It is her 41st birthday, and Jess Stockton, who never thought she would live so long, has invited her two younger sisters and their mates to spend the weekend at their famous dead father’s Cape Cod beach house. It is only near the end of “Of Good Stock,” a new play by Melissa Ross, when everybody else is out of the house, that Jess and her husband Fred at long last open up about her fear – and his fear – that she will soon die of breast cancer. It is a compelling moment. Like the other compelling moments in the play, it has little to do with the script, and much to do with the performances. Jennifer Mudge and Kelly AuCoin – subtle, expressive, credibly playful and poignant with one another – stand out as Jess and Fred in a cast of six, all but one of whom brighten this trek into overly familiar territory.
Heather Lind, best-known for her roles on the cable shows “Turn” and “Boardwalk Empire,” who made her Broadway debut opposite Al Pacino in “The Merchant of Venice,” portrays Celia, the youngest sister. Celia calls her sisters “dude,” and slings stingers at the middle one, Amy. Celia has picked up the habit of saying dude, it turns out, from her new boyfriend, Hunter (Nate Miller), who’s from Missoula, Montana—they met when she went there for Habitat for Humanity. Hunter could not differ more from the sisters, sophisticated New Yorkers who are the daughters of a Pulitzer-winning, philandering novelist.
Then there are Amy (Alicia Silverstone) and her fiancé Josh (Greg Keller), who are planning a wedding in Tahiti. Amy is insufferable. She bosses Josh around. She whines repeatedly that Jess was their father’s favorite and that their father gave Jess the beach house. She trades barbs with Celia: “You will be through with this poor love-struck puppy in less than six months.” She screams and cries, and drinks and smokes, and storms out abruptly, only to slink back in. Alicia Silverstone, who’s been in the public eye since even before her star-making turn in the film “Clueless” 20 years ago, deserves some credit for agreeing to take on such an obnoxious character, but doesn’t do much to make us want to pay attention.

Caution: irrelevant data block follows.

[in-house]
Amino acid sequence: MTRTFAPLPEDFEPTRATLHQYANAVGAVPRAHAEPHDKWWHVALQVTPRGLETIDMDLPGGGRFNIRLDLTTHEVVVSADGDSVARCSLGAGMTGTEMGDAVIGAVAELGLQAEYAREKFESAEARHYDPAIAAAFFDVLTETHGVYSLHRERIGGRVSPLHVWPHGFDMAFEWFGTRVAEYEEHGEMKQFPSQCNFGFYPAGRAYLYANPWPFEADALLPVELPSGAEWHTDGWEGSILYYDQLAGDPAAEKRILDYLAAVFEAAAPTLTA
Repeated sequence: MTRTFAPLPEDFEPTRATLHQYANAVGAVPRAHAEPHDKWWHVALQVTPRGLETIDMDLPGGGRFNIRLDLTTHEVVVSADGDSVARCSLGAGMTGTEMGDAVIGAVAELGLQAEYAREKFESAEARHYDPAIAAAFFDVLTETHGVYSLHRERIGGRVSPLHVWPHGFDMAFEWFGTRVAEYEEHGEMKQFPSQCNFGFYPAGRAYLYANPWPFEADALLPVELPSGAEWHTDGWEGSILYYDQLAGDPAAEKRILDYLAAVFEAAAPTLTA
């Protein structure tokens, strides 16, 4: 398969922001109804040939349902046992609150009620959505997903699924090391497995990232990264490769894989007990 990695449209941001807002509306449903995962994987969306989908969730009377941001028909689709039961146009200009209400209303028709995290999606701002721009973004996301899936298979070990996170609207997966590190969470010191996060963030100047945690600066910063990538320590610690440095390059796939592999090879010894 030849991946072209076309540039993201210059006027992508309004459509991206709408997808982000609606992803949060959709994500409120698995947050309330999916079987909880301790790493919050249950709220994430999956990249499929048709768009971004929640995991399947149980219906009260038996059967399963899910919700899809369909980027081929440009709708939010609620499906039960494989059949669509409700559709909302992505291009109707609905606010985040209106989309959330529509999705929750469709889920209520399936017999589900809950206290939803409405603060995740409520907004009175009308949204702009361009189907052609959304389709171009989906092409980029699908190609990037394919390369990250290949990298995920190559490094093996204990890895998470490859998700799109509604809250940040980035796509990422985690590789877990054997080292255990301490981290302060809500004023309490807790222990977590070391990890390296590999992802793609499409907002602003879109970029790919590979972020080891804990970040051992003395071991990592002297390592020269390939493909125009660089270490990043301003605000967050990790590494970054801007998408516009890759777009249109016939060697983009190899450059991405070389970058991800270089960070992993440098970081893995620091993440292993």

Mudge, who did not enter my consciousness until last year with her small role as a wise-cracking pet store owner in Rocky, gave an eye-opening performance as the witch in the recent Fiasco production of Into The Woods. In “Of Good Stock,” she does another impressive turn, though one radically different; watch how a range of emotions quickly register on her face. These recent performances show off a versatility that seems destined to lead to a much more visible career.
Not much happens in “Of Good Stock,” other than the standard snipes and tear wipes of any family get-together. The closest thing to an event (involving Amy and Josh) is oddly and deliberately de-emphasized. There are any number of places where the play could have gone, but doesn’t — we learn, for example, that Jess as the executor to her father’s literary estate refuses to allow any of his novels to be turned into movies. Why? We’re not told and nothing much is made of this.
But if “Of Good Stock” doesn’t quite go anywhere, it does take us someplace. Those deprived of a weekend beach house getaway will surely marvel at Santo Loquasto’s meticulous, revolving set, which takes us not just to different locations, but cleverly offers us a series of slightly different perspectives on the same locations. It comes the closest of any recent play I’ve seen to replicating the feeling of a weekend away– a lovely cottage with an interior, reigned over by Fred (a food writer) and his attentive wife, that offers every comfort of home right; outdoor dining on the porch; daytime drinking at the beach, nighttime ruminating on the dock, complete with spot-on and inviting lighting and sound design, and even some appropriate smells. Yes, there’s that downside of requiring that we spend time doing very little with some self-involved characters. But isn’t that true of nearly any beach house invitation?
Of Good Stock
At MTC’s City Center Stage 1
By Melissa Ross; directed by Lynne Meadow; sets by Santo Loquasto; costumes by Tom Broecker; lighting by Peter Kaczorowski; music and sound by David Van Tieghem; Cast: Kelly AuCoin (Fred), Greg Keller (Josh), Heather Lind (Celia), Nate Miller (Hunter), Jennifer Mudge (Jess) and Alicia Silverstone (Amy).
Running time: 2 hours, including an intermission.
Of Good Stock is scheduled to run through July 26.